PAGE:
One of the radio personalities I listen to on a regular basis is Mark Schlereth. Remember Mark? He was an offensive lineman for the Denver Broncos during their first two Super Bowl titles in 1998 and 1999, has been a football analyst for ESPN, and now co-hosts the morning show on The Fan radio in Denver.
Last week he was talking about the well-publicized shakeup at ESPN, which resulted in 100 people being let go, many of whom were his friends. And, regarding his thoughts on it, he said something that really struck me: "God is in control; change is good; and I am on an adventure."
Following that logic, all of Jefferson County School district is now on a ridiculous, great adventure.
Start with "change is good." In the West Arvada area, we have been told that all of our elementary schools and middle schools will transition the sixth grade to the middle schools the year after next. Never mind that a high-ranking Jeffco official told a room full of people at West Woods Elementary in September that the north area would not make this transition for 3-5 years, we're on task to do this now in a year. I'm not positive the exact same message is going out to the entire district, but we are preparing as if it has.
Then we learned this week that the School Board has narrowed its finalist list for the superintendent's job to one person. So, we're going to have a new boss soon.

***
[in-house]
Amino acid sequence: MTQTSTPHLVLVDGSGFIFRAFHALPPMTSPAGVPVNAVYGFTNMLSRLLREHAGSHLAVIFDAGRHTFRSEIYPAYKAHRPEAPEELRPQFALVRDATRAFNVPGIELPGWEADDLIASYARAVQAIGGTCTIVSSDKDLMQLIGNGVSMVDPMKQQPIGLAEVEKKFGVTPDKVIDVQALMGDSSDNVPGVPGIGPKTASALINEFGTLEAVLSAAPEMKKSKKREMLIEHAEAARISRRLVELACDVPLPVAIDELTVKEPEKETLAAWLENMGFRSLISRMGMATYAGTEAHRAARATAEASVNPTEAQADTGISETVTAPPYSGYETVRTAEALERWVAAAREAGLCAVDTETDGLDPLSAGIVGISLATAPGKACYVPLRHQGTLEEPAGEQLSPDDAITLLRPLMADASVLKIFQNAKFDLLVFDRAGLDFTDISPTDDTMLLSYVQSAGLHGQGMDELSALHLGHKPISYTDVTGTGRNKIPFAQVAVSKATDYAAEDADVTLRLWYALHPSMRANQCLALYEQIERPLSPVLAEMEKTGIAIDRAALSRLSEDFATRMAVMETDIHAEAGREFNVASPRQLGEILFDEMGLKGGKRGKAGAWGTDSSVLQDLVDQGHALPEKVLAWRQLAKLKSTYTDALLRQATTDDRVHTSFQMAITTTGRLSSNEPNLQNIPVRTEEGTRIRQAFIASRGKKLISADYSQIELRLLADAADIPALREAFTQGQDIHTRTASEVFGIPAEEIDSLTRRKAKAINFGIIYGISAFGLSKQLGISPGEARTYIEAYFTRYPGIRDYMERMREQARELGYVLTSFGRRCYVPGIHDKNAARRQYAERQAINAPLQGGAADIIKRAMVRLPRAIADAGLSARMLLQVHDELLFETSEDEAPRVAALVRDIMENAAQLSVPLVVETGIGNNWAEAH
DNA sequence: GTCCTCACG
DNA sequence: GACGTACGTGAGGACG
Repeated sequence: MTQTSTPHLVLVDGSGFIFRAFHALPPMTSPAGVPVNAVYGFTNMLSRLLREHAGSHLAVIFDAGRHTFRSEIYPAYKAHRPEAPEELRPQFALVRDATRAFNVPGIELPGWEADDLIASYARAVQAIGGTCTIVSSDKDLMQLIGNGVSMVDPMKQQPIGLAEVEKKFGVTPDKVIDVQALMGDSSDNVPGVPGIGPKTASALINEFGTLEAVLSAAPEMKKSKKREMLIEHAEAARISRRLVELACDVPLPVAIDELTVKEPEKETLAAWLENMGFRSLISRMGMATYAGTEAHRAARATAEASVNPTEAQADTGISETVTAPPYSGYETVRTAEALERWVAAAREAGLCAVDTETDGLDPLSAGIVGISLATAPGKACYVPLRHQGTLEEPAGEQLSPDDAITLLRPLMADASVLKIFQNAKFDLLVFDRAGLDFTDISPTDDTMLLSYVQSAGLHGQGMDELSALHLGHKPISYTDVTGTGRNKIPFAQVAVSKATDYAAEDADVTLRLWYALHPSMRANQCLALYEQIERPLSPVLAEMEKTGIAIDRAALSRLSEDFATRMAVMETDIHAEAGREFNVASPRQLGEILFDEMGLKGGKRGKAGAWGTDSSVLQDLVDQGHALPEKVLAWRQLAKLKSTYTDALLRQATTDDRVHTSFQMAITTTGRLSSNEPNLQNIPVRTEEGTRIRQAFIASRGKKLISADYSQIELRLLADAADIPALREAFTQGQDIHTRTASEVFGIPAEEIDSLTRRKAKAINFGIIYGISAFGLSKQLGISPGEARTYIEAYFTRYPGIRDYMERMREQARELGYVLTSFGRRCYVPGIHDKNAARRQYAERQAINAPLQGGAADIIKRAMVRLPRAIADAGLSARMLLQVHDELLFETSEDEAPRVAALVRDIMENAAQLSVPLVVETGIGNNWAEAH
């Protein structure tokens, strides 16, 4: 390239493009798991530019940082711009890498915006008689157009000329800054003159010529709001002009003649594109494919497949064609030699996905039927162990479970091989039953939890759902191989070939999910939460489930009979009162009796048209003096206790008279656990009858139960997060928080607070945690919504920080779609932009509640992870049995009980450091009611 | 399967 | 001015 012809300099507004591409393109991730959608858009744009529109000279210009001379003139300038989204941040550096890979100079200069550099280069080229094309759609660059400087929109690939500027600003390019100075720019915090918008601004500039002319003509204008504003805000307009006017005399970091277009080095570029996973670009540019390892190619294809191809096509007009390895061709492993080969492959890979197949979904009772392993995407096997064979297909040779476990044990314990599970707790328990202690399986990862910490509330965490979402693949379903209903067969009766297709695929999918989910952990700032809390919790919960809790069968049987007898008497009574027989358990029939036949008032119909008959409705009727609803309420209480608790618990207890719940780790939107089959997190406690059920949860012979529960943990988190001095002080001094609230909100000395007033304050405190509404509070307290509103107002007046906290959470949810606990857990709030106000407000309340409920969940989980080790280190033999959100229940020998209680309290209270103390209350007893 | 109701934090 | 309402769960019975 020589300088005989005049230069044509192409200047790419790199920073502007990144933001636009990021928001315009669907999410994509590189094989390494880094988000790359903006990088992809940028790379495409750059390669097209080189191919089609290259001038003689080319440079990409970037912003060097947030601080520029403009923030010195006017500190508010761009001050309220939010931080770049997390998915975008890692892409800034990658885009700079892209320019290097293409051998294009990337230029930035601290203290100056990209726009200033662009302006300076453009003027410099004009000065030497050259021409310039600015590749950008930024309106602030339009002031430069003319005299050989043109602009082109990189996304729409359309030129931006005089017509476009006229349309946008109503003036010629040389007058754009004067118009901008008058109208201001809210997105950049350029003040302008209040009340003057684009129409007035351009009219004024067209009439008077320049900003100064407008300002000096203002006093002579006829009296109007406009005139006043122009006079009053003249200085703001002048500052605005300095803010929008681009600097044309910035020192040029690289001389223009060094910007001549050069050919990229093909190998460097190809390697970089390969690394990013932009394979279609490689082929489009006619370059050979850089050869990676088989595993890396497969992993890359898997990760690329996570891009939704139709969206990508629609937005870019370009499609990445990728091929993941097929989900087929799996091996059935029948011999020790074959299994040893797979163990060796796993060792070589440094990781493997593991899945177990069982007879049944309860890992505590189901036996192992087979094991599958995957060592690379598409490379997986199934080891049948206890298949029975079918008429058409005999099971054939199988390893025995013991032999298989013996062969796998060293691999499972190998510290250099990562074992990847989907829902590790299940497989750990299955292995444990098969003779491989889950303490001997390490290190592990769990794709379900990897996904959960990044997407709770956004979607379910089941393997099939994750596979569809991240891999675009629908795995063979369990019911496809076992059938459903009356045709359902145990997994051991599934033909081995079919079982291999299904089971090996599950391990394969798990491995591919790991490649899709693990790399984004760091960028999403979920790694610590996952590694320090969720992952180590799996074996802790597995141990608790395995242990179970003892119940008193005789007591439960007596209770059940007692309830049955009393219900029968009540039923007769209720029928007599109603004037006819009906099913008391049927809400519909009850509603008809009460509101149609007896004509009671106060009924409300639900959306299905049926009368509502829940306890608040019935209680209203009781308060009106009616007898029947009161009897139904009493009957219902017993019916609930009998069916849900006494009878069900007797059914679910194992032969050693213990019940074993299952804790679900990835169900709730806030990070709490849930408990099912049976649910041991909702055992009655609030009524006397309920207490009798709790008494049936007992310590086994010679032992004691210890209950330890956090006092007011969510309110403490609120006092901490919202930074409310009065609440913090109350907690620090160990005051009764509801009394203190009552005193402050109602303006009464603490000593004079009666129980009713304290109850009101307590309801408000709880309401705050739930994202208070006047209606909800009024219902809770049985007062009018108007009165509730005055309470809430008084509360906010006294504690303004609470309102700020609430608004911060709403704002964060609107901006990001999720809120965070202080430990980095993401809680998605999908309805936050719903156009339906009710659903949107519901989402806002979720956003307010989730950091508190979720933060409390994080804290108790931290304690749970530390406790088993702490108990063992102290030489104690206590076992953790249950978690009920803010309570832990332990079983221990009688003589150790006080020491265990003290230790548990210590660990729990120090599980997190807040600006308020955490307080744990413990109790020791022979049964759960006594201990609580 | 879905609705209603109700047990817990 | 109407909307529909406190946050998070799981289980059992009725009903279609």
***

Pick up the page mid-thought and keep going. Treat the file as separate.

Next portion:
Add to that, three members of this school board are set to stand for re-election in the November, since their initial election two years ago was a special election coming off the recall of the old school board. Whether or not we end up with a new school board or not, that means a lot of business is going to get eaten up by election insanity.
Then take up "control." Since I'm pretty sure God doesn't meddle in the minutiae of school board issues, this is a fluid situation. Like I said, we'll have a new boss managing the whole process, and we may have a different school board guiding him, so it's hard to know if the agenda is going to remain the same. Some of my colleagues have been told several conflicting things by their bosses about the sixth grade transition, so it's also possible that the "agenda" is already in doubt. As to implementation, there is no consistent, coherent message being delivered as far as exactly how the middle schools are to assimilate the sixth grade, so control is diffused.
Which leaves a lot of questions unanswered. What happens to sixth grade teachers? Already, half a dozen of my sixth grade teammates have found new jobs for next year, in preparation to avoid the chaos year after next. Will the schools provide assistance to get sixth grade teachers the additional credentials necessary to teach middle school? And how are the middle schools going to handle Art, Music, Physical Education and other programs like Outdoor Lab? And all those are secondary to the obvious questions about spaces, construction, time and funding.
Am I worried about this? No. I may be uncertain about exactly who is in control of all this, but, one thing I am certain of is that I am NOT in control of it. So I do what I can, and don't worry about the rest. That's the adventure part - sometimes, it's like being the skier who accidentally wanders onto a black diamond slope: I'm just keeping my feet, waiting for the flat spot, hoping there's more laughter than pain at the end.
One thing I can tell you is this: if you are an interested observer of the public schools, pop some popcorn and pull up a comfortable chair. The next 18 months should provide plenty of entertainment.